There are many good economic reasons to have multi-generational (at least 3 generations) households. There are some good social reasons too. There can be interpersonal benefits but also annoyances (which I think is why they decreased – plus we could afford it, the USA was living extremely richly).
This represents a significant trend reversal. Starting right after World War II, the extended family household fell out of favor with the American public. In 1940, about a quarter of the population lived in one; by 1980, just 12% did. A range of demographic factors likely contributed to this decline, among them the rapid growth of the nuclear-family-centered suburbs; the decline in the share of immigrants in the population; and the sharp rise in the health and economic well-being of adults ages 65 and older.
Another factor has been the big wave of immigration, dominated by Latin Americans and Asians, that began around 1970. Like their European counterparts from earlier centuries, these modern immigrants are far more inclined than native-born Americans to live in multi-generational family households.
However, the trend reversal has also played out among native-born Americans. And for all groups, the move into multi-generational family households has accelerated during the Great Recession that began at the end of 2007.
The percentage of the population in such households now is 16%, still significantly below the high of 24.7% in 1940.
The global economy continue to be fragile and chaotic. At the same time companies continue to make large, and often increasing, profit. Here are some good blog posts on investing, personal finance and the economy.
- The Economy is Weak and Prospects May be Grim, But Many Companies Have Rosy Prospects by John Hunter – “the prospects in emerging markets look incredibly good to me. Yes they will slow their growth a bit if the large economies stall, but I think it is foolish to avoid investments in China, Singapore, Brazil, Korea, India, Ghana, Malaysia, Indonesia. In fact that is where companies like Google, Tesco, Apple, Toyota and Amazon are going to be making lots of money. Emerging markets are volatile and the companies in them are too. This will continue.”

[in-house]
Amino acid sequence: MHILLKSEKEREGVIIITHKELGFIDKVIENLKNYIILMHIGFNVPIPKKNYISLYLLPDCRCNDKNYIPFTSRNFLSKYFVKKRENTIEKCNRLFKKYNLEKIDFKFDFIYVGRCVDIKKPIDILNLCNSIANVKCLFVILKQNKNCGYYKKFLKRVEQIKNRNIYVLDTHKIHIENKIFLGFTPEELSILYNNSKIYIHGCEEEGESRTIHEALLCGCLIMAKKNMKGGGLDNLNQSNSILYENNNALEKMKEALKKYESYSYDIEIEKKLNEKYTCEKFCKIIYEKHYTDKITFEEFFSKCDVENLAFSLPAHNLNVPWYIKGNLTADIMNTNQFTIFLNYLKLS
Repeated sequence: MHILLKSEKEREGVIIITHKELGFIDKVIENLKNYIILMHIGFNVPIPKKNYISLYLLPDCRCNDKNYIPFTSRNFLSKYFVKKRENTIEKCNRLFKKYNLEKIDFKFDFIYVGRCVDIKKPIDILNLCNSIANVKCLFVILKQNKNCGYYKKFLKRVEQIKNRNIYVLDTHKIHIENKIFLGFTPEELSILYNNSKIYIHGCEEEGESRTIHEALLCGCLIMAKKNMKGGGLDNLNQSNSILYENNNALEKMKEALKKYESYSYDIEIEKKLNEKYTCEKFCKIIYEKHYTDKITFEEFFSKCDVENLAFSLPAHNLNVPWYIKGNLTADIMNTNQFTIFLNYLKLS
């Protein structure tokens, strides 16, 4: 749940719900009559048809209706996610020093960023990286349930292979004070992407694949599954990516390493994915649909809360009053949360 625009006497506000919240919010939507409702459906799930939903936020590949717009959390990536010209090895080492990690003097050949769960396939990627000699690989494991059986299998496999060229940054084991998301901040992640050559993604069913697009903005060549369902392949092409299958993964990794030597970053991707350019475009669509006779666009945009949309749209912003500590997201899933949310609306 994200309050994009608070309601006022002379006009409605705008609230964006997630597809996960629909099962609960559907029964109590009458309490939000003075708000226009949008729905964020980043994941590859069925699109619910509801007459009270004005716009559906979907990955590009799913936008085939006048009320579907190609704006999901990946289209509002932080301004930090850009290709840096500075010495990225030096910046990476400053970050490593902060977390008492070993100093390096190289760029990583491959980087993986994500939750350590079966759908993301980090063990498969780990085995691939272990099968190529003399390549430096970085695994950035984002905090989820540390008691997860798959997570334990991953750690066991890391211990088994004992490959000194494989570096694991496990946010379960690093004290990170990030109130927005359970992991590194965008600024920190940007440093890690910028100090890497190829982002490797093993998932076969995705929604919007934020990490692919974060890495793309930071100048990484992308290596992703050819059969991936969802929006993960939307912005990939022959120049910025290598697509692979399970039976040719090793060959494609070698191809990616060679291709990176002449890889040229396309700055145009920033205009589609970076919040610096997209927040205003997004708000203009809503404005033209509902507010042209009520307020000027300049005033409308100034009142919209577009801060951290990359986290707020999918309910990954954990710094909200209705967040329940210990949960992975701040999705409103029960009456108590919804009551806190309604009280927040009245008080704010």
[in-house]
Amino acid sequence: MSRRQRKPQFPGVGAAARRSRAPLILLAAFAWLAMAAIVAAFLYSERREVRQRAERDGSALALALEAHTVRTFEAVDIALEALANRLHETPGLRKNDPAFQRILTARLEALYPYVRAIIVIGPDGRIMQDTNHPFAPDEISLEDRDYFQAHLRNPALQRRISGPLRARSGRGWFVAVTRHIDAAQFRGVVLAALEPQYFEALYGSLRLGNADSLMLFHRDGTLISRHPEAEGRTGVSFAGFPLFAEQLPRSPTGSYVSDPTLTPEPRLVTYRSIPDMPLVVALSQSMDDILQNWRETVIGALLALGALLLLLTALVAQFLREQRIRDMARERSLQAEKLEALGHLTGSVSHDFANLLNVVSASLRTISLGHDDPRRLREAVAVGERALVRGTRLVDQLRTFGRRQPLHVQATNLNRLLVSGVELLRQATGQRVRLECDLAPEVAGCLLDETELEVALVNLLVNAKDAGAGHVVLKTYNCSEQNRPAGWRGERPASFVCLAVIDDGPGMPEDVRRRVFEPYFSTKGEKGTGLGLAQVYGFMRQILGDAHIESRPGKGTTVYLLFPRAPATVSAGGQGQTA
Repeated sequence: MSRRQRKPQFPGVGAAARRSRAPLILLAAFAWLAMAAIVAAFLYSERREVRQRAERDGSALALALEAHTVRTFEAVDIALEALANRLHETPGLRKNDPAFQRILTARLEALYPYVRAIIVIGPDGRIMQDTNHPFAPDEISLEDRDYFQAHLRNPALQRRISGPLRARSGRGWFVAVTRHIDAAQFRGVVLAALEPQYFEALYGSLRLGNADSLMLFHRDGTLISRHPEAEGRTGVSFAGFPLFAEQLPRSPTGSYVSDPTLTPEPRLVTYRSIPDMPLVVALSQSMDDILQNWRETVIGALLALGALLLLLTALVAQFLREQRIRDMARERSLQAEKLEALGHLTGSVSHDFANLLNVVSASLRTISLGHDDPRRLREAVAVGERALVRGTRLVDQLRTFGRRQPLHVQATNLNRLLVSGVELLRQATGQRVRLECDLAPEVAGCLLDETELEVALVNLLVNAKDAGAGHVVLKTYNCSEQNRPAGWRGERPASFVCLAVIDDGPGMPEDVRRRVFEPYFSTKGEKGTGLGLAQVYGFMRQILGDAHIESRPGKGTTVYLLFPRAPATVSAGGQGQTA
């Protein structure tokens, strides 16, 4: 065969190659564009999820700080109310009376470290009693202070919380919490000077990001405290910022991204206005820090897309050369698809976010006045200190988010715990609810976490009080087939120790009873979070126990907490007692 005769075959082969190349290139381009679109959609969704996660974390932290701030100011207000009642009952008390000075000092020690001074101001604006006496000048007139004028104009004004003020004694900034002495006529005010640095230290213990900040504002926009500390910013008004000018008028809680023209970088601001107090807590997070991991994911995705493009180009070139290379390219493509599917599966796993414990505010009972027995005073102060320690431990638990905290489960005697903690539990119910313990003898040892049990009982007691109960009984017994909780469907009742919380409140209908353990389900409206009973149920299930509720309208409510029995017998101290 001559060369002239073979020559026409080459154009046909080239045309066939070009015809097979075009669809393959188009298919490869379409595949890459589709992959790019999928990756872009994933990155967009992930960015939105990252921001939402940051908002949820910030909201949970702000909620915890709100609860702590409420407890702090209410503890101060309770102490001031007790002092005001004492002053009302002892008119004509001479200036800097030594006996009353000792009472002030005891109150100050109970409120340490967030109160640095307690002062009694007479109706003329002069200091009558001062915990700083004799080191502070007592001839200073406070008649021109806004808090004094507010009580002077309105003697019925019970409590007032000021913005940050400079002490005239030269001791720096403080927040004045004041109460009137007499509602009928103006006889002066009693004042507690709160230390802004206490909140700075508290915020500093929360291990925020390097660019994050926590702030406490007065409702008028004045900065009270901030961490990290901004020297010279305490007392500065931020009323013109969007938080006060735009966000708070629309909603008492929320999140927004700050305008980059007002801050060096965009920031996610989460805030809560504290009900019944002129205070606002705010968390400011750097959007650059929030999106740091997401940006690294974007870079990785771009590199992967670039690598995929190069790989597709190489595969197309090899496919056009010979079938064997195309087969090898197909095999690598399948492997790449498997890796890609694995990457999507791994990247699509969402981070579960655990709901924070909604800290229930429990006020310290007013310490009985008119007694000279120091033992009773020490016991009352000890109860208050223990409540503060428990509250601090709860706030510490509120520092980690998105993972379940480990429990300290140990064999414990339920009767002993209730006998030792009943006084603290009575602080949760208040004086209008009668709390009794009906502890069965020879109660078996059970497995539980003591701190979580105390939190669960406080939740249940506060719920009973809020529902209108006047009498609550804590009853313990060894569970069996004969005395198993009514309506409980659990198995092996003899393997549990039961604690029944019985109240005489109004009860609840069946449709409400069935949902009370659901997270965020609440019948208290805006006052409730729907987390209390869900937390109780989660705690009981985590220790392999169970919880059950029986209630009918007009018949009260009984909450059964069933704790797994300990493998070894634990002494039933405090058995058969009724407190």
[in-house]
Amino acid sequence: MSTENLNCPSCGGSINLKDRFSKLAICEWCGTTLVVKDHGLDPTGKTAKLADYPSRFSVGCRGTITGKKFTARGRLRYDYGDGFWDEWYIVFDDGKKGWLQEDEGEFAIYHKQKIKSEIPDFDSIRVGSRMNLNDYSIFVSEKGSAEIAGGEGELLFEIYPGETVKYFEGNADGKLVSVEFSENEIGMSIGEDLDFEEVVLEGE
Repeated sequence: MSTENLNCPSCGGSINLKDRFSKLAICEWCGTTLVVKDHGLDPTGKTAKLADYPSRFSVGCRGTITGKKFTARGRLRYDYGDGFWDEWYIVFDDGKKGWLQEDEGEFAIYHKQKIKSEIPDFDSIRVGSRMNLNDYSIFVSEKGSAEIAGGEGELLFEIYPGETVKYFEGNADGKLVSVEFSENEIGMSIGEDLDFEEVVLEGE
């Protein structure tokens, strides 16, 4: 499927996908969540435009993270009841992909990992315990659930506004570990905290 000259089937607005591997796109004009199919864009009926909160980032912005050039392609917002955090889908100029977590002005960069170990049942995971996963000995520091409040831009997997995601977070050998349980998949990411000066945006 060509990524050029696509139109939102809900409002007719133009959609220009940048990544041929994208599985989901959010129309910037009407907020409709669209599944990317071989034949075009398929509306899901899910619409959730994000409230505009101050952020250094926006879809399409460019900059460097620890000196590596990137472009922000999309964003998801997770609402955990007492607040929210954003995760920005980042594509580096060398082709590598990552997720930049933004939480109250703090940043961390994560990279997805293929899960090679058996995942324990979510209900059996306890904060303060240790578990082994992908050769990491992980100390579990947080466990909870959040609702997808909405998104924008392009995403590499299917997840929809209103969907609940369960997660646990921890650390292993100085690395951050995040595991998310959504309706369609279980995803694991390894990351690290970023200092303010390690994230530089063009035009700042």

- Extreme Early Retirement in Practice: How Two People Did It by Robert Brokamp – “We recently spent three months in Guatemala nestled between three volcanoes, on the shores of beautiful Lake Atitlan, and our average spending was $40 per day for the two of us, which equates to $14,600 per year. Our hotel price included daily cleaning, wi-fi, room service, cable TV, and a view.”
- Are stocks cheap yet? Not if the economy is slowing, these numbers say by James Jubak – “A 20% drop in forecast earnings—the rough equivalent of an economic slowdown instead of a recession—would put the price-to-earnings ratio of the S&P 500 at 13. That’s below the average of 15 but not really very cheap given the degree of economic risk that an investor is taking on right now.”
- Private Pensions: Another Gradual Catastrophe by Evan Tarte – “Despite the arguably noble intent of defined benefit plans and the PBGC, these plans demand crippling contributions from employers and inevitably the taxpayer, and make little sense in today’s market environment. PBGC’s current deficit stands at $22 billion”
- Emergency Savings: is 6 Months Still Enough? by GE Miller – “with the average unemployment duration at 40.4 weeks, 6 months (or 26 weeks) is no longer enough, particularly when you take into account the possibility of medical emergency, pet operations, or other unforeseen circumstances. What is a good length these days? 1 year, at a minimum.”
I believe in weak stock market efficiency. And recently the market is making me think it is weaker than I believed :-/ I believe that the market does a decent job of factoring in news and conditions but that the “wisdom of crowds” is far from perfect. There are plenty of valuing weaknesses that can lead to inefficient pricing and opportunities for gain. The simplest of those are spotted and then adopted by enough money that they become efficient and don’t allow significant gains.